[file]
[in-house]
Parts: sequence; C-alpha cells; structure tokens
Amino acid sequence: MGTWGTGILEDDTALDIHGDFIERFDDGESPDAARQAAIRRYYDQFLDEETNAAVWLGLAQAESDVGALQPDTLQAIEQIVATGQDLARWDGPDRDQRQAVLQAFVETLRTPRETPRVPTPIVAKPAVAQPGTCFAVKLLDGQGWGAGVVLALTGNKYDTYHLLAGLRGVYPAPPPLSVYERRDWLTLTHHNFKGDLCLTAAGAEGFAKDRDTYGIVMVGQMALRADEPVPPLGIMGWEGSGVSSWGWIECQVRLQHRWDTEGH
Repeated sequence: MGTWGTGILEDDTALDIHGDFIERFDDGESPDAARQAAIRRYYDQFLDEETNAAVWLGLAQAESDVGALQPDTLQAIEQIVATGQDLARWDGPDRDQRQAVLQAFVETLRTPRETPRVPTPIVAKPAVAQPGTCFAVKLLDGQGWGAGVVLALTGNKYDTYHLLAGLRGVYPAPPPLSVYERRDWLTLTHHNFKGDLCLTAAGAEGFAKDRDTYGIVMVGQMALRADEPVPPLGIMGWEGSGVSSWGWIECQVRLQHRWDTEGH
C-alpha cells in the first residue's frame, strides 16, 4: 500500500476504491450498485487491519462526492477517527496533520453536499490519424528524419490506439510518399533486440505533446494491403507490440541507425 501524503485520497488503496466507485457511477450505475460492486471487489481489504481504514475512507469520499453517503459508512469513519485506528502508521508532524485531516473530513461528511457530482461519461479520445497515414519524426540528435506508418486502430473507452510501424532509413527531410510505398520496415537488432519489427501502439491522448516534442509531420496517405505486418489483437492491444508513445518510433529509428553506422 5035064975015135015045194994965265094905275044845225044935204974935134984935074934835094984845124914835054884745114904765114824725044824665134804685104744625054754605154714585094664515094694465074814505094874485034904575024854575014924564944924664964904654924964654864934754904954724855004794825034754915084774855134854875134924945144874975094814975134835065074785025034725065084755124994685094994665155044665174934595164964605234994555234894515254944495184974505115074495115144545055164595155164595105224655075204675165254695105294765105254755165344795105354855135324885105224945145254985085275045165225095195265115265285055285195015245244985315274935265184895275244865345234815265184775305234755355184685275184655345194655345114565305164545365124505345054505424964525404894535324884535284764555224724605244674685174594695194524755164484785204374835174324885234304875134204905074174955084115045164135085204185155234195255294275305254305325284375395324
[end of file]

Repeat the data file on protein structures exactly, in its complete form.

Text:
[in-house]
Parts: sequence; C-alpha cells; structure tokens
Amino acid sequence: MGTWGTGILEDDTALDIHGDFIERFDDGESPDAARQAAIRRYYDQFLDEETNAAVWLGLAQAESDVGALQPDTLQAIEQIVATGQDLARWDGPDRDQRQAVLQAFVETLRTPRETPRVPTPIVAKPAVAQPGTCFAVKLLDGQGWGAGVVLALTGNKYDTYHLLAGLRGVYPAPPPLSVYERRDWLTLTHHNFKGDLCLTAAGAEGFAKDRDTYGIVMVGQMALRADEPVPPLGIMGWEGSGVSSWGWIECQVRLQHRWDTEGH
Repeated sequence: MGTWGTGILEDDTALDIHGDFIERFDDGESPDAARQAAIRRYYDQFLDEETNAAVWLGLAQAESDVGALQPDTLQAIEQIVATGQDLARWDGPDRDQRQAVLQAFVETLRTPRETPRVPTPIVAKPAVAQPGTCFAVKLLDGQGWGAGVVLALTGNKYDTYHLLAGLRGVYPAPPPLSVYERRDWLTLTHHNFKGDLCLTAAGAEGFAKDRDTYGIVMVGQMALRADEPVPPLGIMGWEGSGVSSWGWIECQVRLQHRWDTEGH
C-alpha cells in the first residue's frame, strides 16, 4: 500500500476504491450498485487491519462526492477517527496533520453536499490519424528524419490506439510518399533486440505533446494491403507490440541507425 501524503485520497488503496466507485457511477450505475460492486471487489481489504481504514475512507469520499453517503459508512469513519485506528502508521508532524485531516473530513461528511457530482461519461479520445497515414519524426540528435506508418486502430473507452510501424532509413527531410510505398520496415537488432519489427501502439491522448516534442509531420496517405505486418489483437492491444508513445518510433529509428553506422 5035064975015135015045194994965265094905275044845225044935204974935134984935074934835094984845124914835054884745114904765114824725044824665134804685104744625054754605154714585094664515094694465074814505094874485034904575024854575014924564944924664964904654924964654864934754904954724855004794825034754915084774855134854875134924945144874975094814975134835065074785025034725065084755124994685094994665155044665174934595164964605234994555234894515254944495184974505115074495115144545055164595155164595105224655075204675165254695105294765105254755165344795105354855135324885105224945145254985085275045165225095195265115265285055285195015245244985315274935265184895275244865345234815265184775305234755355184685275184655345194655345114565305164545365124505345054505424964525404894535324884535284764555224724605244674685174594695194524755164484785204374835174324885234304875134204905074174955084115045164135085204185155234195255294275305254305325284375395324